Finding a Home to Age in Place

July 2011 024

July 2011 021

Elsie and John are searching for a home they can live in safely and comfortably, something commonly referred to as aging in place.  They are in their late 70’s and 80’s and are entering what is termed as old-old age.  Things are not easy for them any longer.  They have reduced strength and many health problems that accompany old age.  Both are mentally doing okay but physically, they are having some challenges.

In addition to having some physical challenges associated with getting older, they are on a fixed income that just doesn’t go as far as it once did.  Their savings is all but depleted.  Elsie is still driving and works part-time to help make ends-meet in addition to getting some social interaction.  Elsie and John are not sure what they are going to do when Elsie can no longer work or if her job is eliminated with the current poor economic conditions.

Elsie and John have been looking for a home that will be safe for them as they live out their lives.  Their current home has two floors, small doorways and is too much to keep up.  Elsie is running into some hip problems and has been doing physical therapy hoping to strengthen her legs.  John has already had a hip replacement and is walking with a slight shuffle. 

Elsie and John have been attending several open-houses and looking at homes for sale in the area.  There aren’t many options open to them where they live.  They live in a smaller town that has a population of 50,000.  The town is not progressive and has not taken many steps to aid seniors trying to age in place.  The homes on the market are older and not conducive to aging in place safely: the newer homes have high maintenance finishes, many levels and high price tags.  The cost of renovating is very expensive and our couple is frustrated.

“Elsie, I am getting tired of these open-houses you keep dragging me to every weekend.  They aren’t any better than where we are and they are so expensive.  I don’t want to have to move in a house and have to do all kinds of things so we can live there.”

“I know,” sighed Elsie.  “I am not sure where to go next.  We have been looking around for months now and things are just not getting better.  Our list of requirements is getting long and we are not finding half of them in any of the homes.  I just don’t understand why no-one is making low maintenance a priority when they are building or remodeling.” 

“I just don’t think builders know or understand what would be the best choices for older folks.  I think they are building spec. homes that sell to young families.  We just cannot keep up with a home like a young family can.  I can’t reach on top of a stove to a microwave anymore!  I would need a stool to just get to the right height,” said John as he eased into his recliner and pushed the button on the controller to make it maneuver into seated position. 

“Not to mention the shiny surfaces we keep seeing.  I can’t keep that clean and it really bothers my eyes.  It would certainly bother your eyes with your beginning Macular Degeneration,” exclaimed Elsie.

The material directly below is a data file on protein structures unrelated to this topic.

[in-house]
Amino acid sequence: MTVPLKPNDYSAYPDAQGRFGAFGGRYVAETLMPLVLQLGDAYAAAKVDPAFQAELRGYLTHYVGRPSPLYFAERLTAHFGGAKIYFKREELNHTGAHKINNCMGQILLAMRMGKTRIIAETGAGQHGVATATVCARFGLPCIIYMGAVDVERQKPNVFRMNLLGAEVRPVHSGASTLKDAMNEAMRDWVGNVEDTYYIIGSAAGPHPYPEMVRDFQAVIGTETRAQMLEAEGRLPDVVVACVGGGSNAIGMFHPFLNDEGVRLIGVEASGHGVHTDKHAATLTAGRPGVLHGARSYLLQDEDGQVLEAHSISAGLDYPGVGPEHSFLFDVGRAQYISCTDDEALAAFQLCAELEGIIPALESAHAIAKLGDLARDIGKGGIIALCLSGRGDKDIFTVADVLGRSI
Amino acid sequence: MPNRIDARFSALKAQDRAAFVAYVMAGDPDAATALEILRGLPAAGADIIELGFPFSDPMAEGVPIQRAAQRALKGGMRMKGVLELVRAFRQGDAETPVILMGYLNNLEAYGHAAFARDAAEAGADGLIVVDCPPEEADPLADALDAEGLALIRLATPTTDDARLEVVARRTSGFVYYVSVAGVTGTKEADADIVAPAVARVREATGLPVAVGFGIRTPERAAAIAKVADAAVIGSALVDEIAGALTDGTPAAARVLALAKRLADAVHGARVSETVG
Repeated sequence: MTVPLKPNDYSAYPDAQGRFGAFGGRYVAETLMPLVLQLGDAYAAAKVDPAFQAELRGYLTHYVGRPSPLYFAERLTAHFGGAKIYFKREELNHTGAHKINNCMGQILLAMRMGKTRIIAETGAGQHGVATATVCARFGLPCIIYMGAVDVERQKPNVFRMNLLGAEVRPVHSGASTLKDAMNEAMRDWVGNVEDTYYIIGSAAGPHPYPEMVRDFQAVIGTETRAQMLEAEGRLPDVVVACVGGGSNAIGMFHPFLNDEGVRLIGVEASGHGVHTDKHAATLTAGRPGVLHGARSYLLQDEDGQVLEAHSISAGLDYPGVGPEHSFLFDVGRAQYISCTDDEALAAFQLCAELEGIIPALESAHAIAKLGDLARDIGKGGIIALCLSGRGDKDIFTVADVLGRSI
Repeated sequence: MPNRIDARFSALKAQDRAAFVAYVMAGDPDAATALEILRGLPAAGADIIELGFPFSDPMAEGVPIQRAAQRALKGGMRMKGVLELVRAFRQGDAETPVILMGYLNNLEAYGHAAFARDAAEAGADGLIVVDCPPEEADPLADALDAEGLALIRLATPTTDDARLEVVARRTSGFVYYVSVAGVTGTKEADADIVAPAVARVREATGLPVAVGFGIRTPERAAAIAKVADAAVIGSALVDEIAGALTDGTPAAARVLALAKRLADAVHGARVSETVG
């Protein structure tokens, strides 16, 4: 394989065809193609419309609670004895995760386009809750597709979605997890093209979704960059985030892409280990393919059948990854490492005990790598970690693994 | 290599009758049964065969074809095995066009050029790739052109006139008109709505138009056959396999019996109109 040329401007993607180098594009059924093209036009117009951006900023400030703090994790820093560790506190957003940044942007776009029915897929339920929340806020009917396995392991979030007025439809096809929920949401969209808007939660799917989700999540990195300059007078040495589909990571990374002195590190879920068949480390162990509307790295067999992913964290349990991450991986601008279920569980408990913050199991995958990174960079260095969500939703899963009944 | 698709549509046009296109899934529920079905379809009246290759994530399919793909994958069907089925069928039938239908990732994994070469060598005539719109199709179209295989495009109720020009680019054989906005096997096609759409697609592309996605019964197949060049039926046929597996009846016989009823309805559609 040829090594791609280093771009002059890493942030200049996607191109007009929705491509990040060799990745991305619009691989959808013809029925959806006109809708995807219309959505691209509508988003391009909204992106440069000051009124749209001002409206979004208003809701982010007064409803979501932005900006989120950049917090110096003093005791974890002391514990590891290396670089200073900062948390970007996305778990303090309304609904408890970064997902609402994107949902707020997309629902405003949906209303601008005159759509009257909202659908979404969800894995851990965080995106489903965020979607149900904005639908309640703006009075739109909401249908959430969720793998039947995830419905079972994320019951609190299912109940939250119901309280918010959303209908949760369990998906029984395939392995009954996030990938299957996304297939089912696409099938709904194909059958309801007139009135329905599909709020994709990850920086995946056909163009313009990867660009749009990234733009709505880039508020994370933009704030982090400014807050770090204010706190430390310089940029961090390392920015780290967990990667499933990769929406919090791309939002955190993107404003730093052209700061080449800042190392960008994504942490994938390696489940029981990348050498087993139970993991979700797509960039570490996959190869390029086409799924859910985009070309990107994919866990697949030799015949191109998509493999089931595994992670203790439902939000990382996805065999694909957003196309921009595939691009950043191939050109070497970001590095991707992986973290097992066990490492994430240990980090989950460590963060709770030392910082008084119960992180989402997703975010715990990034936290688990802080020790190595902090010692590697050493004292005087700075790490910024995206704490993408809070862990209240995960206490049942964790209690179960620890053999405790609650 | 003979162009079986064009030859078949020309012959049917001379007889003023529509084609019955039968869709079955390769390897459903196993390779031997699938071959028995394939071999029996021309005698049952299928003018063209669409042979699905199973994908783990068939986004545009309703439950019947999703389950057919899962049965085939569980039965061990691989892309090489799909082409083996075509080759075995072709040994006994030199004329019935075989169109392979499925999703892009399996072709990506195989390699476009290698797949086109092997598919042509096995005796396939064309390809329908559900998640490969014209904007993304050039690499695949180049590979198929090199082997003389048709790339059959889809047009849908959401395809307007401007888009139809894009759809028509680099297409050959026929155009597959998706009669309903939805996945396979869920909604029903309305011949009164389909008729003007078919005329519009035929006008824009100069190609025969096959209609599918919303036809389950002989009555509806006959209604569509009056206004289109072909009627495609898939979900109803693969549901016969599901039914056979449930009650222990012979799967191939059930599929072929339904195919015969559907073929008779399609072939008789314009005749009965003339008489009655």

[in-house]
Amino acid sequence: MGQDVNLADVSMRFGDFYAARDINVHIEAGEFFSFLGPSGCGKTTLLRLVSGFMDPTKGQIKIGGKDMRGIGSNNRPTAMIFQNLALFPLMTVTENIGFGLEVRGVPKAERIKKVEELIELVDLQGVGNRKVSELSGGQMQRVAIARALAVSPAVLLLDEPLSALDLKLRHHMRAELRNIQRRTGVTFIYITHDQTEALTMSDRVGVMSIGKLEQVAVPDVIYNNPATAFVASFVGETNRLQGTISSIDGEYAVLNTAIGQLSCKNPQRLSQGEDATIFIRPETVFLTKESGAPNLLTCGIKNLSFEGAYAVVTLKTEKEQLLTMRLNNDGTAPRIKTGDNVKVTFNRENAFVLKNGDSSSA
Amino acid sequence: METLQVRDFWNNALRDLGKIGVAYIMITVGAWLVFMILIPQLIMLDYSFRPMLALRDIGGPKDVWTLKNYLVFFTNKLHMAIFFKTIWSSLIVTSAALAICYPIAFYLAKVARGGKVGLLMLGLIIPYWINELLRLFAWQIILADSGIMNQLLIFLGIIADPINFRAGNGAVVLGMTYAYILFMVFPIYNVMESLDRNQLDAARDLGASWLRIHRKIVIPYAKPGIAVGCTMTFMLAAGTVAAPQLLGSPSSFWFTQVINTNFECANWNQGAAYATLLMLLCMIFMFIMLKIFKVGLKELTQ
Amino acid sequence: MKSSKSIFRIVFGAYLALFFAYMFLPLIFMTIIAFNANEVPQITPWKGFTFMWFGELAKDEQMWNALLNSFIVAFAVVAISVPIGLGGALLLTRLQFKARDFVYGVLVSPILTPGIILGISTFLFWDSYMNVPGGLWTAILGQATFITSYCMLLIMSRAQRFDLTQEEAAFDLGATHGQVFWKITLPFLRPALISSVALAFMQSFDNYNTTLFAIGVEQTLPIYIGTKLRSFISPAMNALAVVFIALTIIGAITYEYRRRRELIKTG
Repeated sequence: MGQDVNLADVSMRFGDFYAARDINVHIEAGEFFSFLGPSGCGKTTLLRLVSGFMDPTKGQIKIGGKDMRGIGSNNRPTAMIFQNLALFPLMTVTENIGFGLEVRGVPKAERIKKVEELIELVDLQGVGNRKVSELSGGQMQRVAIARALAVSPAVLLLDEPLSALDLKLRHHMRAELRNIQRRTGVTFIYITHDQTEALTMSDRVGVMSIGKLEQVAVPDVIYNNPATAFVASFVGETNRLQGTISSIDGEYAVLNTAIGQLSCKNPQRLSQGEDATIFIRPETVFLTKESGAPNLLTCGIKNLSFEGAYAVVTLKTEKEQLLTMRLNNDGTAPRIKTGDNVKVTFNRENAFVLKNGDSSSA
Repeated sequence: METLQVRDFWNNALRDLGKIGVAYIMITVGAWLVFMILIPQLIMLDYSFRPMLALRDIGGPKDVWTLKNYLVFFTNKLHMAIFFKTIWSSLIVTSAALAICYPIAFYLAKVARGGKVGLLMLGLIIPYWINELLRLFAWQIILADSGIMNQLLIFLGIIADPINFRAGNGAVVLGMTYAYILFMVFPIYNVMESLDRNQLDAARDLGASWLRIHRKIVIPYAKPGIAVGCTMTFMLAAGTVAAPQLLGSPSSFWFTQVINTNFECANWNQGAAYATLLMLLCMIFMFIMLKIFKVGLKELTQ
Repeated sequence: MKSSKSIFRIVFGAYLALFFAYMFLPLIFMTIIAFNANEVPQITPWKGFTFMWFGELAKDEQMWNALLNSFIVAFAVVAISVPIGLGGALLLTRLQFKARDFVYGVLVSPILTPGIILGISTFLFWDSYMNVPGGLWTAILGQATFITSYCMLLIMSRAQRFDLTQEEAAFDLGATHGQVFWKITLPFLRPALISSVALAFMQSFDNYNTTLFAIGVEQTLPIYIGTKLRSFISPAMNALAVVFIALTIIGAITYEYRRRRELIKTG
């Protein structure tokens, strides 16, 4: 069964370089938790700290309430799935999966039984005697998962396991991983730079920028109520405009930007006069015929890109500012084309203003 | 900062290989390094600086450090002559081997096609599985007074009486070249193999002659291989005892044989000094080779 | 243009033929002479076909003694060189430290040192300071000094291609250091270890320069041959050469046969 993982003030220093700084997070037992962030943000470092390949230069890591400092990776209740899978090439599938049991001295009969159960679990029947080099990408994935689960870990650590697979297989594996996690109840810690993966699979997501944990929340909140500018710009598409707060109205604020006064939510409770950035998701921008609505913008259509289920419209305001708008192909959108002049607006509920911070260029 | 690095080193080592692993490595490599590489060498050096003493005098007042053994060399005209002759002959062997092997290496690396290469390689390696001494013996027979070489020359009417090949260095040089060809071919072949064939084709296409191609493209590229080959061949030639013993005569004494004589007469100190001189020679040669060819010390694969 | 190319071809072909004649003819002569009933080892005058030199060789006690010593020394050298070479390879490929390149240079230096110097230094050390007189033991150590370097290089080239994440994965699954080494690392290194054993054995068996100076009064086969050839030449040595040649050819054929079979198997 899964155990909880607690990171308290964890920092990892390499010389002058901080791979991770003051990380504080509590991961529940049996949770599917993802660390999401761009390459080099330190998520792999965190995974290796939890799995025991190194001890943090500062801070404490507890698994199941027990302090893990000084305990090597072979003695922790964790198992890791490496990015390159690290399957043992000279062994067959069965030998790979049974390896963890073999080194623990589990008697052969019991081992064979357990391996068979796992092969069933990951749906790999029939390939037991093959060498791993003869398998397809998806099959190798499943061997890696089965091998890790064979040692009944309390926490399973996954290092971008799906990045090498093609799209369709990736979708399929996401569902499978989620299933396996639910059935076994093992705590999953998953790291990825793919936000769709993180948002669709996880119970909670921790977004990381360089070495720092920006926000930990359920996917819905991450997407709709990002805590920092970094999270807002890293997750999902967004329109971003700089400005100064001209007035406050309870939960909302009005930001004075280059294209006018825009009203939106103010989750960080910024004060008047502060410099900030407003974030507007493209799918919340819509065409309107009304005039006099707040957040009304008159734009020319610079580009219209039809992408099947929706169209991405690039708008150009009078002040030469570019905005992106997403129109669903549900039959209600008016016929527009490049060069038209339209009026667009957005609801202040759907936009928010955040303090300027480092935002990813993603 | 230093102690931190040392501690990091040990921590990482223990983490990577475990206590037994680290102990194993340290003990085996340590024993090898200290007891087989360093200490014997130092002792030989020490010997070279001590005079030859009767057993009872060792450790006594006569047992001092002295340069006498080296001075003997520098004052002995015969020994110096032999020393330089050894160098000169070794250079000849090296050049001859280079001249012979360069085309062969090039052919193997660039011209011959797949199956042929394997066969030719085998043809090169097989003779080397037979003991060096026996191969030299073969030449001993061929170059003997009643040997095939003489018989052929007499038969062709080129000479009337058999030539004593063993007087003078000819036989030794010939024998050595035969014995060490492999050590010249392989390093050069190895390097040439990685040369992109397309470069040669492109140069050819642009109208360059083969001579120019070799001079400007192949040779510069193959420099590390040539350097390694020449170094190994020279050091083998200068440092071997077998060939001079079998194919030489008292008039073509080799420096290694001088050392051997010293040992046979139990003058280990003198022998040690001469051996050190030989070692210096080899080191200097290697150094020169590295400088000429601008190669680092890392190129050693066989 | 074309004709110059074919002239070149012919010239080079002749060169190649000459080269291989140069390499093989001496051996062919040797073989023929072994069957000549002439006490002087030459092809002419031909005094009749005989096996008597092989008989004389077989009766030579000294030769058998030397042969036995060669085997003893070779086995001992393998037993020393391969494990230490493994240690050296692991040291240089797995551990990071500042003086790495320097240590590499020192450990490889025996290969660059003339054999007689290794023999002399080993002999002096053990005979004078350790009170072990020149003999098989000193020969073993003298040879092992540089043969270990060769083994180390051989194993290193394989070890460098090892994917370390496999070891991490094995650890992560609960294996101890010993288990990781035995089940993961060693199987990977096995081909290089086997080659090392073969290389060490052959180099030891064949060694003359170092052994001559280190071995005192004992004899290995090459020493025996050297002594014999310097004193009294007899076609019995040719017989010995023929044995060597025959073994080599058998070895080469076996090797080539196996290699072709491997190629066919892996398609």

“The shiny surfaces are harder on my Dad 3-10eyes.  I can’t get over all the tile I am seeing either.  I drop a coffee cup at least once a week and the tile floor makes it shatter everywhere.  Tile is such a hard surface, it hurts my legs to stand on it for any length of time.  I would love to find a home with some good old fashioned vinyl flooring or even that click in place laminate flooring our daughter has.  Speaking of coffee cups breaking, would you like a cup of coffee Elsie?”  John pushed the control button of his recliner and it slowly rose to a position that John was able to stand up from.  He shuffled over to the coffee pot and slowly poured some of the coffee into his coffee cup; spilling a couple drops on the counter in the process.

Elsie“No, I am okay right now.  But you know what?  That’s just it John.  It seems what we want and need are old fashioned and no one is doing those kinds of surfaces.  When is the last time we saw laminate counter tops, vinyl or easy care flooring, and things like that?  We just aren’t finding those things.  The sad thing is, we can’t even afford to remodel to put those sorts of things in.  I really wish people would think about our generation and recognize that what we need are safer and easier to maintain surfaces,” sighed Elsie as she rested her head on her hand.

“I know Elsie, I know.  We just can’t give up though.  We will find something or we will just have to continue adapting and hoping for the best.” 

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3 Comments

  1. Congratulations, Alesha. Just had to visit your site after your Top Senior Site #1 rank. I absolutely love what you’ve done on this post and will link to it from my blog (#16) http://helpparentsagewell.com, which focuses on many aspects of aging well, including “Help Aging Parents: Can They (and we) Grow Old and Remain at Home?” (http://wp.me/pGfkw-2c2)–written after visiting a town of 1,000 where people help each other to make things work out (and further resulted in what I believe are some helpful ideas). Susan

    Reply

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